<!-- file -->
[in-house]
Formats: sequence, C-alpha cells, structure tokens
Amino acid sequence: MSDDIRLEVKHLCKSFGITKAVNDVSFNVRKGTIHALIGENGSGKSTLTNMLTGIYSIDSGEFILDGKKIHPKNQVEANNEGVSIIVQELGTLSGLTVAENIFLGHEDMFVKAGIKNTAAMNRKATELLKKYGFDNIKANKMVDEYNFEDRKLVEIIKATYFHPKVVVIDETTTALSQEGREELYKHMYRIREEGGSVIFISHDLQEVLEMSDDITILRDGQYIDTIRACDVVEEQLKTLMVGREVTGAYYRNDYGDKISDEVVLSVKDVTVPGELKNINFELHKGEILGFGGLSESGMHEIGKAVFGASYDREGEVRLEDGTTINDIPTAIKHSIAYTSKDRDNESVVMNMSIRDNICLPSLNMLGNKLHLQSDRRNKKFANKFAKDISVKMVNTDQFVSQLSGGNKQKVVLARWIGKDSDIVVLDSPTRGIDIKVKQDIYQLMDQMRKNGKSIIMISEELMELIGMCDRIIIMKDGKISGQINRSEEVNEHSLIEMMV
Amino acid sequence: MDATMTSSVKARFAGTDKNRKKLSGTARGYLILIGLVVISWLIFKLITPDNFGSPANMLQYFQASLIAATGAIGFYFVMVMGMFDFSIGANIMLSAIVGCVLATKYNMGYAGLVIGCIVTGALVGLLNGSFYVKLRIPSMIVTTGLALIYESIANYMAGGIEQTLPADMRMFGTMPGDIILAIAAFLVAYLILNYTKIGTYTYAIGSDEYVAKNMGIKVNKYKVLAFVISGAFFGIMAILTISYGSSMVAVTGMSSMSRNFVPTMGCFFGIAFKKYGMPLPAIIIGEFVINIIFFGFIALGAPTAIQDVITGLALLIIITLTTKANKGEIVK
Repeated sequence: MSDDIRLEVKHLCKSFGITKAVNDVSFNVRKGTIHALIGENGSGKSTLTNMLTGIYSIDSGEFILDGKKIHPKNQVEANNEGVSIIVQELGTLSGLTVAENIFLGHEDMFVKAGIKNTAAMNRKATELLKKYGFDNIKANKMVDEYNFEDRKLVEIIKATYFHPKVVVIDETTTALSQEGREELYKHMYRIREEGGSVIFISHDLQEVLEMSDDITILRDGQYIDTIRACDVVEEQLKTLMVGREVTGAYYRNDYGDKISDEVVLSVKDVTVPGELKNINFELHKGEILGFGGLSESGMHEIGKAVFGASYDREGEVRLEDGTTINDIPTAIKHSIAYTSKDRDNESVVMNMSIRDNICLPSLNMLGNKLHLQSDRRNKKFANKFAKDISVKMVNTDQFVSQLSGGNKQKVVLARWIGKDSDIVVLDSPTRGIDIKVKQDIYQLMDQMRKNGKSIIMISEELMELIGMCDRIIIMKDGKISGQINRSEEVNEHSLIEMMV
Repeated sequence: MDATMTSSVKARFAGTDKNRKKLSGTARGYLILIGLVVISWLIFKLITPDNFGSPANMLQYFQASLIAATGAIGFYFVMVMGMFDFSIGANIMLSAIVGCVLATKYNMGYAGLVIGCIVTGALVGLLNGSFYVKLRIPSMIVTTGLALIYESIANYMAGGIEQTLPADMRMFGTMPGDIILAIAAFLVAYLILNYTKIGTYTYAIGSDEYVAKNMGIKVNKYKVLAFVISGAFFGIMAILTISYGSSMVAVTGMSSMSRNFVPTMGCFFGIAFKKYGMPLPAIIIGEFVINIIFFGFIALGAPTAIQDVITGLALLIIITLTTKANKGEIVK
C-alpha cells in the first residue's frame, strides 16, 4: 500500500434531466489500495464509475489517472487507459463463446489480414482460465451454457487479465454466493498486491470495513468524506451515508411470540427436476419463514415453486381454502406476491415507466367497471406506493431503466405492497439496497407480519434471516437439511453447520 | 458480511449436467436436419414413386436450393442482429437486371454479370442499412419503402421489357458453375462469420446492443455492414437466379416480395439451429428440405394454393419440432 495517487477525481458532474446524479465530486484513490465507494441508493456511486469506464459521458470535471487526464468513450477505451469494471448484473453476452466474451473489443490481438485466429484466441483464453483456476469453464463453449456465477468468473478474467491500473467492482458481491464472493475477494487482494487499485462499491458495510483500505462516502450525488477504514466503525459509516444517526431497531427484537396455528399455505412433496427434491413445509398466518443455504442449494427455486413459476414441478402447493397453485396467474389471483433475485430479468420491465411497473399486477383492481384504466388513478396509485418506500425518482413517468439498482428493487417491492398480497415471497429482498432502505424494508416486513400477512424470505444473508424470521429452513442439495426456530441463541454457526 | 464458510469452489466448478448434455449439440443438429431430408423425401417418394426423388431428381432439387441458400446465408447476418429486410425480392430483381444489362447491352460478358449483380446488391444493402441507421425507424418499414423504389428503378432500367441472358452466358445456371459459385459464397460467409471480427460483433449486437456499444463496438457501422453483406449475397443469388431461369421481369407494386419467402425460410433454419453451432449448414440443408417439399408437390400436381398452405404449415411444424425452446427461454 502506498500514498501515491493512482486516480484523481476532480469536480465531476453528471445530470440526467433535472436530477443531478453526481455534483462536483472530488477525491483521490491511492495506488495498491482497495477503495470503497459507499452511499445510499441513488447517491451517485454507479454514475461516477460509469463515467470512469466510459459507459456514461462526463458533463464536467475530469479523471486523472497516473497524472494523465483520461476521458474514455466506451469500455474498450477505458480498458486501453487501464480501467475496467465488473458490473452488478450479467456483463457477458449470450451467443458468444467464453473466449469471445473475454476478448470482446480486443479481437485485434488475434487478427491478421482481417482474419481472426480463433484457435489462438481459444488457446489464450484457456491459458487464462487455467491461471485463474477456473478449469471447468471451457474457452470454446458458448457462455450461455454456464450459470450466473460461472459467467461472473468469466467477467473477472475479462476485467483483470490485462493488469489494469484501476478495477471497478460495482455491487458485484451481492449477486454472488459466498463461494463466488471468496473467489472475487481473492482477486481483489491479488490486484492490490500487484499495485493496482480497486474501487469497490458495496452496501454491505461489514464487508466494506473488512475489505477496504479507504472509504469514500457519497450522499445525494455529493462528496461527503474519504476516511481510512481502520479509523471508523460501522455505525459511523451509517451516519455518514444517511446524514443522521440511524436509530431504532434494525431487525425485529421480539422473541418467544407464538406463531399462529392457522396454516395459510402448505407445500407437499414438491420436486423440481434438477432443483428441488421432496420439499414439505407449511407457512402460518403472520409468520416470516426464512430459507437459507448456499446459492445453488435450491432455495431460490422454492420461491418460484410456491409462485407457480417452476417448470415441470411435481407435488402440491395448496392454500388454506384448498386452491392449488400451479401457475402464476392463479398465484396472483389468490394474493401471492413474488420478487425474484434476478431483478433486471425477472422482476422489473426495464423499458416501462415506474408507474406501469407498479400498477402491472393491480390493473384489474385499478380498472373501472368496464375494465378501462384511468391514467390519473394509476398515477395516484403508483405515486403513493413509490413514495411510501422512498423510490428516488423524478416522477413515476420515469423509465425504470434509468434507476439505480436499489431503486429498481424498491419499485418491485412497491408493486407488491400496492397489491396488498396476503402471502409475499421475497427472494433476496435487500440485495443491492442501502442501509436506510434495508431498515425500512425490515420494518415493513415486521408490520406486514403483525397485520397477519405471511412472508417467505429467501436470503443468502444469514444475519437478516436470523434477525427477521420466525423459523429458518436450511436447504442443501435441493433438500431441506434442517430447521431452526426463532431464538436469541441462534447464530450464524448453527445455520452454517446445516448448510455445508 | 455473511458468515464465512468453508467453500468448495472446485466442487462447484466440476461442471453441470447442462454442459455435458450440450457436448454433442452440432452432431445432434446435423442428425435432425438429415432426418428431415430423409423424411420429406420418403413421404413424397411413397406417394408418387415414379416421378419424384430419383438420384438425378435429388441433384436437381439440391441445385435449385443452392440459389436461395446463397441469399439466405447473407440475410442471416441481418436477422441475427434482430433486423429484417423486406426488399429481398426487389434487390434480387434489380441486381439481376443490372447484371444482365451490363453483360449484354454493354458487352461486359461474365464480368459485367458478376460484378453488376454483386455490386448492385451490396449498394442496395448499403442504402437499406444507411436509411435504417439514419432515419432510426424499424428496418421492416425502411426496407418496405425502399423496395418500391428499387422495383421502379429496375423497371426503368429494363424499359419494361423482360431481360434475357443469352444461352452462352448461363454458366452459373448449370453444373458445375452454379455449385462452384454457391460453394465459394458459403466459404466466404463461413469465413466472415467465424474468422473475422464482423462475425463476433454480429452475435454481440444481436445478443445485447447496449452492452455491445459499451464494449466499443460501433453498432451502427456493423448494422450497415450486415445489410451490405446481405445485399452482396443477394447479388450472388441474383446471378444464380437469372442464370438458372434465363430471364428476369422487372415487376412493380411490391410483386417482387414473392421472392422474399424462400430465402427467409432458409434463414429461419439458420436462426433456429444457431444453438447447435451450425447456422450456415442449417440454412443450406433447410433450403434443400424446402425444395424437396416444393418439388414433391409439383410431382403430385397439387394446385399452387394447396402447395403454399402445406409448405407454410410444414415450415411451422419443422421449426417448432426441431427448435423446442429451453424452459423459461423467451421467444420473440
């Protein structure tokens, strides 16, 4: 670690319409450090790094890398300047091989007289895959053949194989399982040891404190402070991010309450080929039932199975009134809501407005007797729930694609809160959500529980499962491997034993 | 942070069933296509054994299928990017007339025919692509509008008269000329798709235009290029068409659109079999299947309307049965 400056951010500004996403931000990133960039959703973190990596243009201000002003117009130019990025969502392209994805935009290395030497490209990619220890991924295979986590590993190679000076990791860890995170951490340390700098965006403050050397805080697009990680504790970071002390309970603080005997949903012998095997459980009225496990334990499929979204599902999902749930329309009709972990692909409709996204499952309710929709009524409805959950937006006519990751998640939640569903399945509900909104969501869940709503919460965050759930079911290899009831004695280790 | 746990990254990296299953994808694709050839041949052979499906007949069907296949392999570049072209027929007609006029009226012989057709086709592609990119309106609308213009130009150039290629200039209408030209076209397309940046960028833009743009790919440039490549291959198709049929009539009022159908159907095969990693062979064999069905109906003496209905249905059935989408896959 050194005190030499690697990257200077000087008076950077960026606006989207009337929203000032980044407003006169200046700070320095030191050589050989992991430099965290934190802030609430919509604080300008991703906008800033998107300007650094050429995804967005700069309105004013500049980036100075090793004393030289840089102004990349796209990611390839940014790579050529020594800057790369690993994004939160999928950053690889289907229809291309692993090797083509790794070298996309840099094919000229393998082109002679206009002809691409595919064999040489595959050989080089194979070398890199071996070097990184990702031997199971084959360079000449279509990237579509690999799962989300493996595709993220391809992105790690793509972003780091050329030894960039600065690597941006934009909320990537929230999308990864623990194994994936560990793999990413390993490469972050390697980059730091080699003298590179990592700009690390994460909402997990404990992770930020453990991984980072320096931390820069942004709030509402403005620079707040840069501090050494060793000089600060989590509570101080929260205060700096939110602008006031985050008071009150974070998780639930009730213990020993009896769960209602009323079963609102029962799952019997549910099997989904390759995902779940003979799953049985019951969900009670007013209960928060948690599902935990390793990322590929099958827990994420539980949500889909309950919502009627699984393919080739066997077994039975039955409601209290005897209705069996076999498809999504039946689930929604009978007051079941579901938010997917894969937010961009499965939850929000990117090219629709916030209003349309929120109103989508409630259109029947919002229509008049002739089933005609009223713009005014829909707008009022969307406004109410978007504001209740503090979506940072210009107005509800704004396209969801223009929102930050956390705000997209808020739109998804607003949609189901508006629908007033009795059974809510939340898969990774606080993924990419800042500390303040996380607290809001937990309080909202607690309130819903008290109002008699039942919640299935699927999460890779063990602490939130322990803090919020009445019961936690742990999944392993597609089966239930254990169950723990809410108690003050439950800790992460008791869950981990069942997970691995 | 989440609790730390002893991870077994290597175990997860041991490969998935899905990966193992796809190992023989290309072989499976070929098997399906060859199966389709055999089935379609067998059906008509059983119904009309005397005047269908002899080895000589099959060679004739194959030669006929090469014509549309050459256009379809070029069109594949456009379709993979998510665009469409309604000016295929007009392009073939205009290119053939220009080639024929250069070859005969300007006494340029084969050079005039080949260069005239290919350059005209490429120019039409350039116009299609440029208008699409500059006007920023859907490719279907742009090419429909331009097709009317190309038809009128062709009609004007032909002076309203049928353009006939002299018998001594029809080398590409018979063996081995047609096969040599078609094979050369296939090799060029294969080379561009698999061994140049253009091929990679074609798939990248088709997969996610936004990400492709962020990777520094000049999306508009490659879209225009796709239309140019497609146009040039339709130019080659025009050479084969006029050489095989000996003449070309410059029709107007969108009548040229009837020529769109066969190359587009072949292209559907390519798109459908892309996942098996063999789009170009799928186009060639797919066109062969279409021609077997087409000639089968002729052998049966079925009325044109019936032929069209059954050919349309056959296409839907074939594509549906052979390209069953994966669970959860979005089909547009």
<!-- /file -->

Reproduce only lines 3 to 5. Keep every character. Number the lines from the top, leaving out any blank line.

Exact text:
Amino acid sequence: MSDDIRLEVKHLCKSFGITKAVNDVSFNVRKGTIHALIGENGSGKSTLTNMLTGIYSIDSGEFILDGKKIHPKNQVEANNEGVSIIVQELGTLSGLTVAENIFLGHEDMFVKAGIKNTAAMNRKATELLKKYGFDNIKANKMVDEYNFEDRKLVEIIKATYFHPKVVVIDETTTALSQEGREELYKHMYRIREEGGSVIFISHDLQEVLEMSDDITILRDGQYIDTIRACDVVEEQLKTLMVGREVTGAYYRNDYGDKISDEVVLSVKDVTVPGELKNINFELHKGEILGFGGLSESGMHEIGKAVFGASYDREGEVRLEDGTTINDIPTAIKHSIAYTSKDRDNESVVMNMSIRDNICLPSLNMLGNKLHLQSDRRNKKFANKFAKDISVKMVNTDQFVSQLSGGNKQKVVLARWIGKDSDIVVLDSPTRGIDIKVKQDIYQLMDQMRKNGKSIIMISEELMELIGMCDRIIIMKDGKISGQINRSEEVNEHSLIEMMV
Amino acid sequence: MDATMTSSVKARFAGTDKNRKKLSGTARGYLILIGLVVISWLIFKLITPDNFGSPANMLQYFQASLIAATGAIGFYFVMVMGMFDFSIGANIMLSAIVGCVLATKYNMGYAGLVIGCIVTGALVGLLNGSFYVKLRIPSMIVTTGLALIYESIANYMAGGIEQTLPADMRMFGTMPGDIILAIAAFLVAYLILNYTKIGTYTYAIGSDEYVAKNMGIKVNKYKVLAFVISGAFFGIMAILTISYGSSMVAVTGMSSMSRNFVPTMGCFFGIAFKKYGMPLPAIIIGEFVINIIFFGFIALGAPTAIQDVITGLALLIIITLTTKANKGEIVK
Repeated sequence: MSDDIRLEVKHLCKSFGITKAVNDVSFNVRKGTIHALIGENGSGKSTLTNMLTGIYSIDSGEFILDGKKIHPKNQVEANNEGVSIIVQELGTLSGLTVAENIFLGHEDMFVKAGIKNTAAMNRKATELLKKYGFDNIKANKMVDEYNFEDRKLVEIIKATYFHPKVVVIDETTTALSQEGREELYKHMYRIREEGGSVIFISHDLQEVLEMSDDITILRDGQYIDTIRACDVVEEQLKTLMVGREVTGAYYRNDYGDKISDEVVLSVKDVTVPGELKNINFELHKGEILGFGGLSESGMHEIGKAVFGASYDREGEVRLEDGTTINDIPTAIKHSIAYTSKDRDNESVVMNMSIRDNICLPSLNMLGNKLHLQSDRRNKKFANKFAKDISVKMVNTDQFVSQLSGGNKQKVVLARWIGKDSDIVVLDSPTRGIDIKVKQDIYQLMDQMRKNGKSIIMISEELMELIGMCDRIIIMKDGKISGQINRSEEVNEHSLIEMMV